If you want an outside bet for a side to suddenly collapse and be unexpectedly dragged into it, how about Deportivo de La Coruna? It was fourth at the midway stage of last season and then won just three times in 17 matches without the injured Felipe Luis (who has departed). It has Rikki from Aranjuez up front. It might as well have Ricki Lake. She'd be less annoying, too.
Then there are the three promoted teams, always considered likely to go straight back down again. Real Sociedad -- packed with homegrown players, including the returning Joseba Llorente -- should survive. But a quick return to the second division for Hercules and Levante is a definite possibility.
Still, at least no one can accuse them of throwing away their money. Levante has not spent a cent, while suspicions linger that Hercules spent its cash on just getting into the first division after recorded conversations allegedly revealed its owner speaking to its captain about buying off opponents. Those conversations also implied that match-buying in the second division is frighteningly common as teams fight for the chance to reach the Primera promised land.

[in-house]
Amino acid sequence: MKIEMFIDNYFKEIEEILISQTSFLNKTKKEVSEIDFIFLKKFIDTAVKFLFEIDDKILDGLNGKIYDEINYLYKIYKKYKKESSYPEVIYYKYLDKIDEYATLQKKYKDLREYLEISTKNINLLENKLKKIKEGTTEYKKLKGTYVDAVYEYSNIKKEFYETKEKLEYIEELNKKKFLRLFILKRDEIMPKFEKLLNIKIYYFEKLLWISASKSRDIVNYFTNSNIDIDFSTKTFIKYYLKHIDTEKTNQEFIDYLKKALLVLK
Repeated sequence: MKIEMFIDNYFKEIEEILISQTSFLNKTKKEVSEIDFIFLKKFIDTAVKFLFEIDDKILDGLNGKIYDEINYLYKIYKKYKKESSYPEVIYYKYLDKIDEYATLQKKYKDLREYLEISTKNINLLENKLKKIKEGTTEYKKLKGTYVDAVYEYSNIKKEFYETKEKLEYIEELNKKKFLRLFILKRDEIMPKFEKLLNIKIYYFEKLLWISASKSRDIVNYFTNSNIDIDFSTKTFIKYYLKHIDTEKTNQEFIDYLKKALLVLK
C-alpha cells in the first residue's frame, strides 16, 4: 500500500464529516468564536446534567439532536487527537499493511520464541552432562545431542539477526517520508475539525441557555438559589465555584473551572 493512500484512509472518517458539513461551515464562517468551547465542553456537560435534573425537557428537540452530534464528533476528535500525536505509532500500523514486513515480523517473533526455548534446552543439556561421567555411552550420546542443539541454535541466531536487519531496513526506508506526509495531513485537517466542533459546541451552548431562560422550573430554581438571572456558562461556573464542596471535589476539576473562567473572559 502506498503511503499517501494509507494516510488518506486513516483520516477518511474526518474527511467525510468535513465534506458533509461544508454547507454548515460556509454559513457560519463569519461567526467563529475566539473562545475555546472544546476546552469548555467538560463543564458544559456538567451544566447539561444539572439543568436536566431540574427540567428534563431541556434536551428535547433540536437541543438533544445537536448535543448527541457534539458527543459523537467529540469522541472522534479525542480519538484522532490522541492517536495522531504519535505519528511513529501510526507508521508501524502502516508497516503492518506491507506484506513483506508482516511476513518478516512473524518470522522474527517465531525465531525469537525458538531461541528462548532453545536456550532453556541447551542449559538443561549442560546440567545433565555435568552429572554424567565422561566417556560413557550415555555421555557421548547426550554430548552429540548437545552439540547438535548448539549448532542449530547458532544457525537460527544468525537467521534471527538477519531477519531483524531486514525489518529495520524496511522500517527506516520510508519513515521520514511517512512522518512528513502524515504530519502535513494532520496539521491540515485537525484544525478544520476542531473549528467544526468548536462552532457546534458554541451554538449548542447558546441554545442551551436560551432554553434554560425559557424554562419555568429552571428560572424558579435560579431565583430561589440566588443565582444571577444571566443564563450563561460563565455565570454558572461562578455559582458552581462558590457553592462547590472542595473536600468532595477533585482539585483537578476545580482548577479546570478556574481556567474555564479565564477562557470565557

Because the judge refused to release the tapes and the Spanish football authorities decided that they were going to ignore it, there has not been an investigation. There will not be one, either. Just as there was not when similar accusations were made against Malaga two years ago.
On Saturday night, Hercules faces Athletic Bilbao in its first game in the top flight in 13 years. The stadium will packed. TV cameras will be in attendance. It will be a special night. The sad conclusion for teams looking to make the same journey is simple. Such is the impunity and such are the rewards. So passive is the response that even in times of crisis, it's worth it. Far from throwing away your cash, a spot of cheating might just be money well spent.